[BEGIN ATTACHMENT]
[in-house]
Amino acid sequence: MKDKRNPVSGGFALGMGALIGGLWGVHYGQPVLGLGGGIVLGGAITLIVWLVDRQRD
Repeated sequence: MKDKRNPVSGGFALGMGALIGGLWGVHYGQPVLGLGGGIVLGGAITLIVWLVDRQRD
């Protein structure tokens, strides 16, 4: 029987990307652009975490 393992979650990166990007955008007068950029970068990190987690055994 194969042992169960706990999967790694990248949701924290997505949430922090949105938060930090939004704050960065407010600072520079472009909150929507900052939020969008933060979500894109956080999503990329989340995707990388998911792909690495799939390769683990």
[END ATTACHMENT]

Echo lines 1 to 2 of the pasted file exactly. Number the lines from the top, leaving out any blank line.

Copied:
[in-house]
Amino acid sequence: MKDKRNPVSGGFALGMGALIGGLWGVHYGQPVLGLGGGIVLGGAITLIVWLVDRQRD